A friend of mine, Sherri, took me. She used to work at Toddler Bank, but quit a month or so ago to do landscaping work. She likes gardening and growing things. She and I had talked about church on her last day, and she said she'd take me some time. Yesterday, she did.
Neither of us really planned it to be Easter Sunday. Just worked out that way. I wore a dress and nice shoes, just in case, but Sherri and her daughter wore jeans. No one was much dressed up in the crowd. But the pastor and the singers were in suits and nice dresses.
It was a modern building, with a big open area for the pews, which were fairly comfy padded benches, and a sort of raised "stage" occupying one corner of the room. When we walked in, there were eight or nine singers on the stage, along with an electric guitarist and perhaps one or two other musicians; I didn't make close note of them. They were singing, I don't know, Christian rock, I guess. The lyrics were simple and on the repetitious side, but the music was pleasant. For ... just a little while, I knew how Madden must feel.
They had big screens to either side of the stage, where the lyrics to the songs, and references to the Bible verses, and other stuff were displayed, probably using Powerpoint or some version thereof. It wasn't that big a church, though -- maybe the size of a small theatre. We sat near the back and had no trouble seeing the pastor.
He spoke on John 20, mostly. [Correct verse no. courtesy of prester_scott That's the chapter where Mary Magdalene discovers that Jesus's body is missing, and then that he's returned. And where doubting Thomas puts his hand to the holes. I thought of strangess; she was the first person to tell me that anecdote.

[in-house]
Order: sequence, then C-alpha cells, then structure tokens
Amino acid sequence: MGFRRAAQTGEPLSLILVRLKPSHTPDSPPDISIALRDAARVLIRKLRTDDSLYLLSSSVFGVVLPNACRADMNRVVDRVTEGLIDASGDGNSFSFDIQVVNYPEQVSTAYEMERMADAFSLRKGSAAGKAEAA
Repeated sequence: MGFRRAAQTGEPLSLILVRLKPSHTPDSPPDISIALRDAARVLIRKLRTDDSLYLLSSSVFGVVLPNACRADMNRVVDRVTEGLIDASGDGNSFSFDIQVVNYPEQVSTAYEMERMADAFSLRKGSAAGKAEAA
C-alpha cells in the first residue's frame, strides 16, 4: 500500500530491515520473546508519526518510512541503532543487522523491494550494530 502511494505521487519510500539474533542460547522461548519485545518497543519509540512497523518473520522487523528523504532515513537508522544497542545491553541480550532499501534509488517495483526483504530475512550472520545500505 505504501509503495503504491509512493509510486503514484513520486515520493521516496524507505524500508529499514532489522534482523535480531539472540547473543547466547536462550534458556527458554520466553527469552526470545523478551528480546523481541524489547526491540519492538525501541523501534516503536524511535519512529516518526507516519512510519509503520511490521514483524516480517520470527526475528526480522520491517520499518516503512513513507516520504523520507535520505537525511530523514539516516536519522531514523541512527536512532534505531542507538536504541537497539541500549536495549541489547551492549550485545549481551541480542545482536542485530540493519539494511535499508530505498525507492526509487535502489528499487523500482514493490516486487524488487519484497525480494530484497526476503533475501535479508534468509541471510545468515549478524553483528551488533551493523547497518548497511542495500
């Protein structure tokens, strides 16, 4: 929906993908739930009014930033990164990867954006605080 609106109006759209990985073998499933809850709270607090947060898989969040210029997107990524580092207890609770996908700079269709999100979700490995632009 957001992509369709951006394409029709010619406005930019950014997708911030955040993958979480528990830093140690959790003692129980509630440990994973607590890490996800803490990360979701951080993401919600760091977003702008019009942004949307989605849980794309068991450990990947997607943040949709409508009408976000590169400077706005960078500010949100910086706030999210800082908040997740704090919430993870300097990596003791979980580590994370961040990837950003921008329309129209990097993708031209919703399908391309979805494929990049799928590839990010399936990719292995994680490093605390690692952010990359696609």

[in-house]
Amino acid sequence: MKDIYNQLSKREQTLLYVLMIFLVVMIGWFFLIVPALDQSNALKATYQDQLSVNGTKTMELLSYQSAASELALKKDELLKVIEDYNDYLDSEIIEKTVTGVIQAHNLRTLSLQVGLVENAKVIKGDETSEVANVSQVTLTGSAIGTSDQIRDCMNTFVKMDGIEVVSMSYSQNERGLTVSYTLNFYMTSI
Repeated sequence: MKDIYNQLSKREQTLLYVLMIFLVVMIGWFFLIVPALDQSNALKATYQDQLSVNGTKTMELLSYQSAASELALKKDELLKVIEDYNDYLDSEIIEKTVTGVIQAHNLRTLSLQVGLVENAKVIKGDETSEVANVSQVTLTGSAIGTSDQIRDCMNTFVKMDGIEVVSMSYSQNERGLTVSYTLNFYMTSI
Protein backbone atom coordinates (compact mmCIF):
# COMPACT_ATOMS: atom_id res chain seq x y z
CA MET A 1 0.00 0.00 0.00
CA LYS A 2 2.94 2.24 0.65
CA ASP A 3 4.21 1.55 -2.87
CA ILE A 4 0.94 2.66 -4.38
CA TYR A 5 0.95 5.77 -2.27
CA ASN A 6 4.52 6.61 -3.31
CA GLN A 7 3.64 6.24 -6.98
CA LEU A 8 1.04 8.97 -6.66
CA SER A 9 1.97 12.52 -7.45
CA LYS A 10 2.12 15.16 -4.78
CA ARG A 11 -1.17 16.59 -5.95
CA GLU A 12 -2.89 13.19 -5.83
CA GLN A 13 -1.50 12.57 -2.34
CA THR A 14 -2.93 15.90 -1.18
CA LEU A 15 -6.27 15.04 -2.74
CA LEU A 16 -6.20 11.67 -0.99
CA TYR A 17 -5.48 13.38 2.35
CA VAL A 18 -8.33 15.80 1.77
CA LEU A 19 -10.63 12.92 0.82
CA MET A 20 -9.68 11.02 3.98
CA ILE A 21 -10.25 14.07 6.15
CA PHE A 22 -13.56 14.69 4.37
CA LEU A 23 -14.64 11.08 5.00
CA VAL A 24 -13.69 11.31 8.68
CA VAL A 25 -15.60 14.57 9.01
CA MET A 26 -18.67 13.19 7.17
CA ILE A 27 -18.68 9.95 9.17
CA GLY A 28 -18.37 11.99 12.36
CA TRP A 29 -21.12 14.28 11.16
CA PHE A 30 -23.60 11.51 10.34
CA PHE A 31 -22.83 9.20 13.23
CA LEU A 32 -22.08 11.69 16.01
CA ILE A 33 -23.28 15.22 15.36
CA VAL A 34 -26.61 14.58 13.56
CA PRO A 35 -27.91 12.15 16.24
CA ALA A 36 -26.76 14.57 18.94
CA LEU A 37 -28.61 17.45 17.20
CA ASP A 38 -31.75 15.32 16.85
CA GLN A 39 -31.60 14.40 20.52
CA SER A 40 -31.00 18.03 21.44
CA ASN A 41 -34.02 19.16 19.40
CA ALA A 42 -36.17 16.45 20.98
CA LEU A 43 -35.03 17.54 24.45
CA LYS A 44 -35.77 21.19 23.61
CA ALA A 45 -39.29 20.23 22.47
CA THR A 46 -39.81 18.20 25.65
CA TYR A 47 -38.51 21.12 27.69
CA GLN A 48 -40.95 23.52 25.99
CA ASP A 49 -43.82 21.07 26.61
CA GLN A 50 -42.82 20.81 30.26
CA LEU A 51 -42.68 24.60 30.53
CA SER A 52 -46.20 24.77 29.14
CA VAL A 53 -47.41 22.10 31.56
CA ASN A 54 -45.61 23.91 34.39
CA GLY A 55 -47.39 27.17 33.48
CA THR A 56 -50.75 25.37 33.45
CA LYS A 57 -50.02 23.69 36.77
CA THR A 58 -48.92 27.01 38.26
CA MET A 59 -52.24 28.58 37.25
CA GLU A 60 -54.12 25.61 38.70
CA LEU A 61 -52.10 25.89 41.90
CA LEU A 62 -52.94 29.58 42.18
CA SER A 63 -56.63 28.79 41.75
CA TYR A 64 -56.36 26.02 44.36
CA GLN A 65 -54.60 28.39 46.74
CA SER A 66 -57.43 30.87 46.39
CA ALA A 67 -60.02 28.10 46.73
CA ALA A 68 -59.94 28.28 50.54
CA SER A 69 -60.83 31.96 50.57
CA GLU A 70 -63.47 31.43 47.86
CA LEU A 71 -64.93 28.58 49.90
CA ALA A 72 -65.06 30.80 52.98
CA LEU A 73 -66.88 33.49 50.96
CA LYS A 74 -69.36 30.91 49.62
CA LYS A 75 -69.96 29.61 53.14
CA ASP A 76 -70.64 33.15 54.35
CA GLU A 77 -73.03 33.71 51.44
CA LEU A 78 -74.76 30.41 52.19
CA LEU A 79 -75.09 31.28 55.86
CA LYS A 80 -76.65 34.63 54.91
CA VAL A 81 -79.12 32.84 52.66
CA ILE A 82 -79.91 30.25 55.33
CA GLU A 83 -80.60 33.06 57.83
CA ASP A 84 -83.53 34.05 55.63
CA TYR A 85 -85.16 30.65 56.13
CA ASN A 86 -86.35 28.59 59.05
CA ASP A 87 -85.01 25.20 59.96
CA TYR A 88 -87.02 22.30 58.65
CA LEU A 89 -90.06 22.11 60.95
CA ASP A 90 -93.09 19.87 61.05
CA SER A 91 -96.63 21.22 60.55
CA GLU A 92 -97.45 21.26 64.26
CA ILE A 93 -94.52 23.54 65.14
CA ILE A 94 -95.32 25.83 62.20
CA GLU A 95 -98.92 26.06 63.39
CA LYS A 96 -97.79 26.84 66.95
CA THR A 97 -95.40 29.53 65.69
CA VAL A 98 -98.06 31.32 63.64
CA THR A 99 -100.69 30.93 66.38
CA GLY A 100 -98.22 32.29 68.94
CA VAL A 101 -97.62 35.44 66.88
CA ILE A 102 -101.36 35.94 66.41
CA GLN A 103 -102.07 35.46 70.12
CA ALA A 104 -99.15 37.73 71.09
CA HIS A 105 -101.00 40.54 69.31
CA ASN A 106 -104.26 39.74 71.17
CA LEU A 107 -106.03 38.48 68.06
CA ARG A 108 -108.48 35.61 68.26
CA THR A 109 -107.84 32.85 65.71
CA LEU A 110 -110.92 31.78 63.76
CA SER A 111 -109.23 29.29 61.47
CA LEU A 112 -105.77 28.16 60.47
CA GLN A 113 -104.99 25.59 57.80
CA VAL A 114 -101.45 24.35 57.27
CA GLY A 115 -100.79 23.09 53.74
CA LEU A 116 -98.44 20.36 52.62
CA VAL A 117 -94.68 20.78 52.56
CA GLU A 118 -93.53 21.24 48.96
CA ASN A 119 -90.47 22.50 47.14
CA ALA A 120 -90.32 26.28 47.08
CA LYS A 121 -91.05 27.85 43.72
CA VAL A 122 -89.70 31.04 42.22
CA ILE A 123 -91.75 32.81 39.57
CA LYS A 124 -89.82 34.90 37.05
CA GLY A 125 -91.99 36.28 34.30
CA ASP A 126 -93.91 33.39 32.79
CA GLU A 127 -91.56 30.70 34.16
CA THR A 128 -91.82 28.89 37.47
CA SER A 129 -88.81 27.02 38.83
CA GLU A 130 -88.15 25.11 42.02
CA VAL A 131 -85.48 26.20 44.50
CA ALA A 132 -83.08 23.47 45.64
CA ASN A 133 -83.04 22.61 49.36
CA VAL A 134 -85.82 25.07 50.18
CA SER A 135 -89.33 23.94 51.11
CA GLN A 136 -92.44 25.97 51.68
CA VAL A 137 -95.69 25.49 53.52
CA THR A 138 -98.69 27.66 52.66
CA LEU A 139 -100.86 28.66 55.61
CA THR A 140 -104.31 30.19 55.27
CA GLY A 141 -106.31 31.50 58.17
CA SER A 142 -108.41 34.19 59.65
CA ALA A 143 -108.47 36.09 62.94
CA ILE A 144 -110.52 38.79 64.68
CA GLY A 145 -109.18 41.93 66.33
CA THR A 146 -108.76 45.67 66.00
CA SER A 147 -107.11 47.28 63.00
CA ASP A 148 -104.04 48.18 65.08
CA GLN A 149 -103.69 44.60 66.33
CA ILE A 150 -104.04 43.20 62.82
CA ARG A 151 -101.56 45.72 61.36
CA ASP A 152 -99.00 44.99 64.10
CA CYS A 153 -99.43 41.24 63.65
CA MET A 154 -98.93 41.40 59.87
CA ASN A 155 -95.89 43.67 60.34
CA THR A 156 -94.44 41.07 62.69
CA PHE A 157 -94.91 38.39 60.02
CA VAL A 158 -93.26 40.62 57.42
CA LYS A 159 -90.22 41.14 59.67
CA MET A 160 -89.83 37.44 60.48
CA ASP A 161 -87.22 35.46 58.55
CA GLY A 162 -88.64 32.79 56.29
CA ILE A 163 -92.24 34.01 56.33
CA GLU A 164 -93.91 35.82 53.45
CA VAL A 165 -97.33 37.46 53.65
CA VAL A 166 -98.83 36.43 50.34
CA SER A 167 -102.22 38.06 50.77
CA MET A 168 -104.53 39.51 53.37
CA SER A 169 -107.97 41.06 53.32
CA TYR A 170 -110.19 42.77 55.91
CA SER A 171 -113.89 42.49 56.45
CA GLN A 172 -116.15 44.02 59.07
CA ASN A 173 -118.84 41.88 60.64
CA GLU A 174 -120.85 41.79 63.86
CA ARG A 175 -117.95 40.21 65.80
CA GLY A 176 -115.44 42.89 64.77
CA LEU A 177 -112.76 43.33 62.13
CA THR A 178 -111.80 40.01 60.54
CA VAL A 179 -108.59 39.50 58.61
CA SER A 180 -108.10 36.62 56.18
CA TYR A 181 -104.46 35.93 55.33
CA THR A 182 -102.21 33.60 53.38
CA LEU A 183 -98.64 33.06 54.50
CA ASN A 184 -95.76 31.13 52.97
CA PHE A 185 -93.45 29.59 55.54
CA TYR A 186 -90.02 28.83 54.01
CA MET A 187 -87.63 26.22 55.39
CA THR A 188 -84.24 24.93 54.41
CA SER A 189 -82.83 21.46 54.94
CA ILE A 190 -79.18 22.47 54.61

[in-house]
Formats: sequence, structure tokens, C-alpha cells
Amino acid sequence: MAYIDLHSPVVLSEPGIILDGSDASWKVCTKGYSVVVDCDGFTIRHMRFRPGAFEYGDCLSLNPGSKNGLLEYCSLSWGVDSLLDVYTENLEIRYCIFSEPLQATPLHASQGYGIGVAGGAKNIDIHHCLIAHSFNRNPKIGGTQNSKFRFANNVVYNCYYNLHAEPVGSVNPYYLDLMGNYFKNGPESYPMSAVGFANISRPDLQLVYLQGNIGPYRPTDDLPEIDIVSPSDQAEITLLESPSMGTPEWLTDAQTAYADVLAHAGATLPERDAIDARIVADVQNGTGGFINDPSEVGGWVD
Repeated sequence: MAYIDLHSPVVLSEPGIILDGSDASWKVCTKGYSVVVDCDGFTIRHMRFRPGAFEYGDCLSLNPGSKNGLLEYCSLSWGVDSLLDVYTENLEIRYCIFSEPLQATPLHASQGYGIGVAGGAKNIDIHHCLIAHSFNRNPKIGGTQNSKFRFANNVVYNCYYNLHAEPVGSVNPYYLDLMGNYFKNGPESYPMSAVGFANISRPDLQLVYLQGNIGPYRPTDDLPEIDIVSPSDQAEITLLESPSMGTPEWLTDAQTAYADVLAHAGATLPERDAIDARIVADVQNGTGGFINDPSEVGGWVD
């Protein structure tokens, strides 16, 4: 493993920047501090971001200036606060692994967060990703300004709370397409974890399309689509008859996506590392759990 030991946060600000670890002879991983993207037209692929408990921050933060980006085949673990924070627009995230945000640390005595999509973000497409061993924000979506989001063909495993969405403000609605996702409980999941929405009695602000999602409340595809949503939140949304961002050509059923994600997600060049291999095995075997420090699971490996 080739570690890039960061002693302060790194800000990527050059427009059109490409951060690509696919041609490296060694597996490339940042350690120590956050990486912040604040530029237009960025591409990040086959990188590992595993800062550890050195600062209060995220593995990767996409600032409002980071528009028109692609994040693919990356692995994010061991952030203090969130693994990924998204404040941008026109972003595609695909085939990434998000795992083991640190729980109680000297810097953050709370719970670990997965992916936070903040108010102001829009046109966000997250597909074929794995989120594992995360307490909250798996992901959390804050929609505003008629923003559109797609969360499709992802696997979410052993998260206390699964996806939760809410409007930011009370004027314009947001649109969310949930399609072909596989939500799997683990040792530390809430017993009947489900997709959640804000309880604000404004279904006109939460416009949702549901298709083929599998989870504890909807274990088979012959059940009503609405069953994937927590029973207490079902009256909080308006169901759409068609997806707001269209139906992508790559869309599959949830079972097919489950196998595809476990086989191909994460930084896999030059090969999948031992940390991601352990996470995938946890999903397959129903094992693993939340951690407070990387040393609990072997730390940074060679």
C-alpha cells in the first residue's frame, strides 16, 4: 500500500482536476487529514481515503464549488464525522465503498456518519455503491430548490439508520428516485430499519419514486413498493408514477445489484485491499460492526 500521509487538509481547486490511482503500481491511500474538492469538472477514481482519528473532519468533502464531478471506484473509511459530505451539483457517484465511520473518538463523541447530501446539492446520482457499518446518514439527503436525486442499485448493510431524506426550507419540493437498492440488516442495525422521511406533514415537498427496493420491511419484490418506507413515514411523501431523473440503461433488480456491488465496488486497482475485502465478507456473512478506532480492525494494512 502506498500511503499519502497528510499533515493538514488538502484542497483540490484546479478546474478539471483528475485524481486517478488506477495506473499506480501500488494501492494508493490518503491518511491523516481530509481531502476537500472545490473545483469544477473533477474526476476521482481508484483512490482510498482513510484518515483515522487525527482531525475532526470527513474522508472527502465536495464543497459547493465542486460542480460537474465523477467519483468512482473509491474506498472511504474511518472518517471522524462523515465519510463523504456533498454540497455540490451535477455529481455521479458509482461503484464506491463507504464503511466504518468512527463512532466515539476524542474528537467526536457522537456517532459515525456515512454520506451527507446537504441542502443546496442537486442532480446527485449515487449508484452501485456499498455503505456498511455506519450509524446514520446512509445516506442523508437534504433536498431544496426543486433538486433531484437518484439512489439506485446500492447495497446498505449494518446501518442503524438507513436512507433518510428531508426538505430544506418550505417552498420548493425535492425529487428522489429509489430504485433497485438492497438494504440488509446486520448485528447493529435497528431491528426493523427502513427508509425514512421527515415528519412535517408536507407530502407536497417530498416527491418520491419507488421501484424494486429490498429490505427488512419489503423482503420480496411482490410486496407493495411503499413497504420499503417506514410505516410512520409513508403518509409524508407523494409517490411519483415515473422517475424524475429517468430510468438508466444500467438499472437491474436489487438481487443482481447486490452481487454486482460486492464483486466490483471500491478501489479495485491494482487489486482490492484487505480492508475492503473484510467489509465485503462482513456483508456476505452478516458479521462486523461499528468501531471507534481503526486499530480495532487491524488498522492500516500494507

There were some awkward moments: they had collection plates brought by, with little envelopes to put money, or, I guess, checks in. I wanted to give something but didn't notice the little envelopes until afterwards, and I felt stupid jamming cash into the dish full of discreet little envelopes. Isn't that a silly thing to be self-conscious about? I still feel stupid over it. I sang along, some, but felt self-conscious over that, too. But it was a mostly white church, and everyone who was singing sang quietly. The Powerpoint display was nice in that respect. Made it easier to follow the music, and when I missed which chapter and verse the pastor had referred to, I could check it on the screen.
I enjoyed it, actually. Funny. I'm self-conscious about that, too. Seems to be the order of the day. Sherri offered to take me again, if I wanted. I felt a lot better about going with someone. Not as scary as going alone. But I feel bad about making her come all the way to pick me up and drop me off. Maybe I'll try to get up the ambition and courage to go to one of the churches in walking distance of my apartment, next time.